600 Mississippi National Guardsmen to Help Distribute Water in Jackson

As Mississippi residents continue to struggle with access to safe drinking water, the state’s governor said that 600 Mississippi National Guardsmen will be deployed to Jackson, the state’s capital, to assist with distributing bottled water.

They and other groups will also be working on the O.B. Curtis Water Plant – one of two major water treatment plants in the city – is being used to restore water quality and provide clean water.

“In the past 48 hours, we’ve installed a new rental pump, contracted with outside operators to do critical maintenance and started other emergency repairs,” Mississippi Gov. On Wednesday, Tate Reeves spoke to reporters about the temporary measure that was being taken to restore water pressure. To complete this project, we will need electricians, mechanics, divers, and other skilled operators. It’s happening.”

” We will have Mississippi National Guard personnel deploy,” Reeves stated. “Those deployments will include 600 guardsmen, 123 vehicles, bulk water distribution, bottled water, and hand sanitizer distribution. To assist with the Incident Management Assistance Team , we will use the Mississippi Forestry Commission’s services.

Reeves said he hopes that Jackson and the surrounding areas, where about 180,000 people live, will have water service restored and running again this week, but did not provide a timeline.

Emergency declarations from Governor, Biden

He declared an emergency in Jackson, Mississippi on Tuesday following the O.B. Curtis Water Plant was shut down Monday by long-standing problems that were exacerbated over the weekend due to heavy rainfall and flooding. Reeves also advised residents to stop drinking the water.

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He reiterated Wednesday’s message: “Our immediate priority should be to have running water. Even if that means temporarily giving up some quality standards to meet basic safety and sanitary needs. We reiterate that you should not drink water coming from pipes.

Jackson residents waited for hours at water distribution stations where volunteers gave out bottles of water. Local stores also offered water.

The state had brought in 10 tractor-trailers of non-potable water as part of its response. It was expecting more than 100 trucks in the coming days, Stephen McCraney, the state emergency management director, told reporters on Tuesday. These non-potable items are for washing clothes and flushing toilets.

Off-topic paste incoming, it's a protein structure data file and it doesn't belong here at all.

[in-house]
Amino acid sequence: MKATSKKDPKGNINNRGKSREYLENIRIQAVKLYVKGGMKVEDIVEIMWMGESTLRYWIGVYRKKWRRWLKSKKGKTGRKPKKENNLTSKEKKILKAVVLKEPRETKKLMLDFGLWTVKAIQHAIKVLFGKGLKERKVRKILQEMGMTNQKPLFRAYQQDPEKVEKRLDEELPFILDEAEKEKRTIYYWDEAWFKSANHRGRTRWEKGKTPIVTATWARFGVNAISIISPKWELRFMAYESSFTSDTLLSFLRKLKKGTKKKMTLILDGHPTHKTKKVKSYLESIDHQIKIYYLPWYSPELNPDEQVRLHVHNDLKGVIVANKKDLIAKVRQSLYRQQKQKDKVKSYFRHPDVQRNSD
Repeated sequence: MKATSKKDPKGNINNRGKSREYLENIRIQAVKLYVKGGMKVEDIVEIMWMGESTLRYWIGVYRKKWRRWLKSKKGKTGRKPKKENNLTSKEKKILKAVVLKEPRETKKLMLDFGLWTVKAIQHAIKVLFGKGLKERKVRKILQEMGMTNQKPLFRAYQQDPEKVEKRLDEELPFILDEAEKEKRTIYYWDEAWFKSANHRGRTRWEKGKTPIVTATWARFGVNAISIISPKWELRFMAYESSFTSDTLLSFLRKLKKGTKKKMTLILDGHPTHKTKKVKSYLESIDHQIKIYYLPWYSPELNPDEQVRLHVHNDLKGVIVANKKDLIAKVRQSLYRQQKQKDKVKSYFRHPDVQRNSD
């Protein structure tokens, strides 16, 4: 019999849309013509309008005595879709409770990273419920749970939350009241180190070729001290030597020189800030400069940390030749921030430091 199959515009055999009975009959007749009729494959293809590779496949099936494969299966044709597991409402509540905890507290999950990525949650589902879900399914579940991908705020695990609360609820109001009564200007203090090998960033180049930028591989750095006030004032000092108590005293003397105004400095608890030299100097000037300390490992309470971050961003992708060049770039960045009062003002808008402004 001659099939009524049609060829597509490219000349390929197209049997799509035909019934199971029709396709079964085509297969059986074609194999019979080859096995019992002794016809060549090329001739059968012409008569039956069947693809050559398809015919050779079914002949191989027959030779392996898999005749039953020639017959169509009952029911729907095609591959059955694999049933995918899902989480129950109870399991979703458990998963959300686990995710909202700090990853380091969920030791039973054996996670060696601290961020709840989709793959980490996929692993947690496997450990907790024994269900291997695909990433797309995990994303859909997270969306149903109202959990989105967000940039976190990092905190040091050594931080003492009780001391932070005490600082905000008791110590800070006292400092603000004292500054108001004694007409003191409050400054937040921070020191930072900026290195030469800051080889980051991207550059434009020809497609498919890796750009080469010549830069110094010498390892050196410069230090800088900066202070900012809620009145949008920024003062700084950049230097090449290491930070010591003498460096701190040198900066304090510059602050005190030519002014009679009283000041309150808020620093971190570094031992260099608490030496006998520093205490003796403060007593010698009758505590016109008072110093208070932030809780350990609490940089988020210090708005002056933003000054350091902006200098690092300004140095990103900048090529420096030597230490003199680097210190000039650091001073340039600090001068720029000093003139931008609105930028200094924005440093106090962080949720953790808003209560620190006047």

Biden Administration Involvement

To supplement the state’s response to the water crisis in Mississippi, the Biden administration approved late Tuesday a separate emergency declaration and authorized federal aid.

“Emergency protective measures, including direct federal assistance, will be provided at 75 percent Federal funding for a period of 90 days,” the White House said in a statement late on Tuesday.

White House Press Secretary Karine Jean-Pierre speaks during the daily press briefing at the White House in Washington, on Aug. 31, 2022. (Jim Watson/AFP via Getty Images)

The Federal Emergency Management Agency (FEMA) is “is working closely with the state officials to identify needs,” and the Environmental Protection Agency (EPA) “is coordinating with industry partners to expedite delivery of critical treatment equipment for emergency repairs at the city of Jackson water treatment facilities,” White House Press Secretary Karine Jean-Pierre told reporters Tuesday.

She also said that $450 million had been allocated for water upgrades across the state, with $20 million of that amount allotted to the city of Jackson for water and sewer infrastructure needs, as a provision of the American Rescue Plan, a massive spending bill that Biden signed in March 2021.

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” The state has made a commitment to meet that promise. We have also made about $75 million in Bipartisan Infrastructure Law funding available this year to provide clean and safe water across the state of Mississippi,” she said Tuesday.

Jean-Pierre later said on Wednesday there is also “$30.9 million through the EPA’s revolving loan funds for treatment and distribution system improvements for Jackson, Mississippi, specifically.”

Also, for long-term support, “we announced $300,000 as part of the administration’s Justice40 Initiative for the Army Corps to conduct a validation study to reduce flooding from the Pearl River in Jackson, Mississippi,” she told reporters.

Reuters contributed to this report.


Mimi Nguyen Li covers news around the world with an emphasis on U.S. news. Contact her at [email protected]

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